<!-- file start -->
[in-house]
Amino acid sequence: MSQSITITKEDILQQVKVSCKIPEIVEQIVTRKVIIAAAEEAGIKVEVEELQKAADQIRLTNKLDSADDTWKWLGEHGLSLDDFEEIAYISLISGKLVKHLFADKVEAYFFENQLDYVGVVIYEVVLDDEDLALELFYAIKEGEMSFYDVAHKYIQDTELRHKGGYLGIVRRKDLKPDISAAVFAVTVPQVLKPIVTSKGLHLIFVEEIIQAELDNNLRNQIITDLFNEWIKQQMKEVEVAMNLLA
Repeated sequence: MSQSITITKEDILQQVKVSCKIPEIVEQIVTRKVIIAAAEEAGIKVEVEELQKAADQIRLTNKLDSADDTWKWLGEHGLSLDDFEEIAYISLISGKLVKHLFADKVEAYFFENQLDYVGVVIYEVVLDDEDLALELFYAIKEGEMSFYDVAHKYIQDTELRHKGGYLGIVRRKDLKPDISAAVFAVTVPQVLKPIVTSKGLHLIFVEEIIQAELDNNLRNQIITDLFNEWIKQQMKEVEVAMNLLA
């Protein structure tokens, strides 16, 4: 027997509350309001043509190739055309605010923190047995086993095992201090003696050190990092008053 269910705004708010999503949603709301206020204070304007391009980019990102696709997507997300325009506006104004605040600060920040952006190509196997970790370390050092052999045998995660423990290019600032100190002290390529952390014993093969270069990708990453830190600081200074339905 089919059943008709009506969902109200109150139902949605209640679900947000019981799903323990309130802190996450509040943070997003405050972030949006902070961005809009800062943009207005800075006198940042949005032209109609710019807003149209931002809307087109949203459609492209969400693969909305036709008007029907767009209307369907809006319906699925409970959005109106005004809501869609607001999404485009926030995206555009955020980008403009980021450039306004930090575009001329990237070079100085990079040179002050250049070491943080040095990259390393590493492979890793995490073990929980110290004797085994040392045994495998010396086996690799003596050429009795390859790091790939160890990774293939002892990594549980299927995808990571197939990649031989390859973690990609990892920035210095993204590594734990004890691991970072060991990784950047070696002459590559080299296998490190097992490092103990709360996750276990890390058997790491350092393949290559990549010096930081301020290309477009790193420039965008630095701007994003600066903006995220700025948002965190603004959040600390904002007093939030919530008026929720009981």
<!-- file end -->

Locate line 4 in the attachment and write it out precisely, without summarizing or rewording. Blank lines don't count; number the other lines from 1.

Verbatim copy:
């Protein structure tokens, strides 16, 4: 027997509350309001043509190739055309605010923190047995086993095992201090003696050190990092008053 269910705004708010999503949603709301206020204070304007391009980019990102696709997507997300325009506006104004605040600060920040952006190509196997970790370390050092052999045998995660423990290019600032100190002290390529952390014993093969270069990708990453830190600081200074339905 089919059943008709009506969902109200109150139902949605209640679900947000019981799903323990309130802190996450509040943070997003405050972030949006902070961005809009800062943009207005800075006198940042949005032209109609710019807003149209931002809307087109949203459609492209969400693969909305036709008007029907767009209307369907809006319906699925409970959005109106005004809501869609607001999404485009926030995206555009955020980008403009980021450039306004930090575009001329990237070079100085990079040179002050250049070491943080040095990259390393590493492979890793995490073990929980110290004797085994040392045994495998010396086996690799003596050429009795390859790091790939160890990774293939002892990594549980299927995808990571197939990649031989390859973690990609990892920035210095993204590594734990004890691991970072060991990784950047070696002459590559080299296998490190097992490092103990709360996750276990890390058997790491350092393949290559990549010096930081301020290309477009790193420039965008630095701007994003600066903006995220700025948002965190603004959040600390904002007093939030919530008026929720009981």